• Community involvement to share problem-solving techniques and coordinate end-to-end process automation efforts

The point in time when you’re moving from your initial projects to an organization-wide program is the best time to start building your CoE using the resources from those projects.

As your first project matures and some of the earlier resources (such as designers/architects) are not required full-time on the project, you can bootstrap create the CoE using those resources. They should document what they have learned in the first project so far, particularly tool usage, best practices and methodologies. As a second project starts, it can use some of the same people resources as well as the content that they have created to get that project off to a faster start. As the first project ends, more resources can contribute material and knowledge to the CoE, and can be move through to the second project. By the time that you’ve completed two projects you will have the core of your CoE repository in place, as well as some of your governance procedures and resources for skills development.

Sharing Costs

Knowledge isn’t the only thing that will be shared as you roll out a process automation program across the enterprise: you also need to consider how to share costs of the technology and resources. Some people will remain in the CoE for a longer period of time, but provide services to individual projects: this resources usage needs to be measured and accounted for in some way, so that the cost of the CoE is spread across the enterprise rather than just the first two projects that bootstrapped it.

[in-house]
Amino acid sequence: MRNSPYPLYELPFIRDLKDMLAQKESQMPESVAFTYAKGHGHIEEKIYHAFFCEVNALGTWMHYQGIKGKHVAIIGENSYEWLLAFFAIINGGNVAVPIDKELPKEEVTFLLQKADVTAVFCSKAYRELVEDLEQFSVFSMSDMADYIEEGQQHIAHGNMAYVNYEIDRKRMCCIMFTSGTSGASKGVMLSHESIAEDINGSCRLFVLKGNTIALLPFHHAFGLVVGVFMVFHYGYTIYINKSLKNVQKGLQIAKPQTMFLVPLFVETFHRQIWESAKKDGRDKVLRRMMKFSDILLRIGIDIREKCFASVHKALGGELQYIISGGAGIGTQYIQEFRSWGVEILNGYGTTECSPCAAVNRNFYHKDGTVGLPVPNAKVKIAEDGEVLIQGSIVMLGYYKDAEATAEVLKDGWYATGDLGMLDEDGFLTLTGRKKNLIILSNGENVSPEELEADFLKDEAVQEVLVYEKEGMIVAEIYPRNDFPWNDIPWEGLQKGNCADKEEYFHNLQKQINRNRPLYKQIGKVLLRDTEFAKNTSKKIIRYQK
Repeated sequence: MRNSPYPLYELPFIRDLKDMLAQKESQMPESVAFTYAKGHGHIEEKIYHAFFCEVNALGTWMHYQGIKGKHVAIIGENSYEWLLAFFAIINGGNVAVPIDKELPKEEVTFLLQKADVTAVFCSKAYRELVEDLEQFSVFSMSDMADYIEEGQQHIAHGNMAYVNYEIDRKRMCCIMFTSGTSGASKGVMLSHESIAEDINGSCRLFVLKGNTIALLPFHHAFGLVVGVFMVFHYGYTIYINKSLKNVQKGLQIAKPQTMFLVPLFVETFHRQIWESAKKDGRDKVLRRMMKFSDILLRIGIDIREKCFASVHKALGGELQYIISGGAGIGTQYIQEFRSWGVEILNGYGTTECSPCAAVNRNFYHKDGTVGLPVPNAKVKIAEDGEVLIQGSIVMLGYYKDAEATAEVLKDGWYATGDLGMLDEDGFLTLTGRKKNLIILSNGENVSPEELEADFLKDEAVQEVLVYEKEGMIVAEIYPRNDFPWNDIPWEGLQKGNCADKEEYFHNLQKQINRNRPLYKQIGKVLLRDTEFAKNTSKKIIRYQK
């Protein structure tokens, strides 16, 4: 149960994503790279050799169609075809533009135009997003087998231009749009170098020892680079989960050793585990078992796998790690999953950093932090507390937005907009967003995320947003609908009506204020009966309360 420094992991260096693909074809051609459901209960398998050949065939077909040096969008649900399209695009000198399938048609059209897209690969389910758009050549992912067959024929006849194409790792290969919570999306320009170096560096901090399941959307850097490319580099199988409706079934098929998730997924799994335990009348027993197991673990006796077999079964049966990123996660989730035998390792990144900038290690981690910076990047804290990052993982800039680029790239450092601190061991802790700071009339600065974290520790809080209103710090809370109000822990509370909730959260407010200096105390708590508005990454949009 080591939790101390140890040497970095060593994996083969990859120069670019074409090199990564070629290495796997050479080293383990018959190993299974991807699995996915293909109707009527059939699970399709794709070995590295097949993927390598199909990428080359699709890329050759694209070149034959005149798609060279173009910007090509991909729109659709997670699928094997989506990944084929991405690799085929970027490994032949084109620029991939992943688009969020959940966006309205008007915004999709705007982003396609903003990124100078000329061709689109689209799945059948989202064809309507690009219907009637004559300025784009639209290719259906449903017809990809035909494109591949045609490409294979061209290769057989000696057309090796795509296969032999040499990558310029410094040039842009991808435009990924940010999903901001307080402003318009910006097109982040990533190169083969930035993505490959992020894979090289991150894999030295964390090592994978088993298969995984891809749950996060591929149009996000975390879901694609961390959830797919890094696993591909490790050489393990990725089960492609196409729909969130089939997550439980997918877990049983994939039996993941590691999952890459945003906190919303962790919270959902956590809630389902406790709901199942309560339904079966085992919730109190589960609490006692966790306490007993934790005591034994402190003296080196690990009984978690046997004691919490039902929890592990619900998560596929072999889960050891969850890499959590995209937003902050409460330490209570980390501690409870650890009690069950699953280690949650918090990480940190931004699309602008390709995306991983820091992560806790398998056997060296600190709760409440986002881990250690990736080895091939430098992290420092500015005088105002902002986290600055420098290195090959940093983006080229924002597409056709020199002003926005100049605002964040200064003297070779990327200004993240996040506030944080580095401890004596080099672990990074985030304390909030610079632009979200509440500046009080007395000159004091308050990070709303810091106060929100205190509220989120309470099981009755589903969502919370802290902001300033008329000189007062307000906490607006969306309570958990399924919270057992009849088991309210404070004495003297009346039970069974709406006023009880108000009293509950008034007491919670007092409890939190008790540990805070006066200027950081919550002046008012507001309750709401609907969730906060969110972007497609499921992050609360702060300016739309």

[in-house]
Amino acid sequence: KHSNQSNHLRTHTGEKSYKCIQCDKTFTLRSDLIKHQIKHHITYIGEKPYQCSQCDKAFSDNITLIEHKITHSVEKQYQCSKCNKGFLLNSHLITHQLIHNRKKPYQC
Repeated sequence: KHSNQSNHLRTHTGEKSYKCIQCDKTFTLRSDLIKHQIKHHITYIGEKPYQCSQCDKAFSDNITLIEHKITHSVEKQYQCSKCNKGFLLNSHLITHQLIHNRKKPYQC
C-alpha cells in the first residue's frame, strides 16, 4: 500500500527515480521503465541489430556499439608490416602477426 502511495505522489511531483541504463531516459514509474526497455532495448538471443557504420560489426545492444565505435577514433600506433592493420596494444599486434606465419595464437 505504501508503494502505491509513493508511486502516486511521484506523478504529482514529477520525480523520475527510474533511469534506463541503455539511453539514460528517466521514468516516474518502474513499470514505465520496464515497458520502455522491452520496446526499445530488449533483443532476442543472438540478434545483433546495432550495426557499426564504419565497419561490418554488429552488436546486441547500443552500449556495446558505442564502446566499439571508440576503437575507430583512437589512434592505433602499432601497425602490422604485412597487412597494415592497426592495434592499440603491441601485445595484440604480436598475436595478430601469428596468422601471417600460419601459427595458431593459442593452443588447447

Sharing technology costs used to be a complex calculation with on-premise systems, since you would have to consider costs for hardware, software and data center resources. This is now much easier with cloud-based systems that can measure usage by each project/department, although there will still be overhead for some amount of administration. There may also be on-premise costs for bridging components that work between the cloud-based systems and your legacy systems.

Evangelizing Success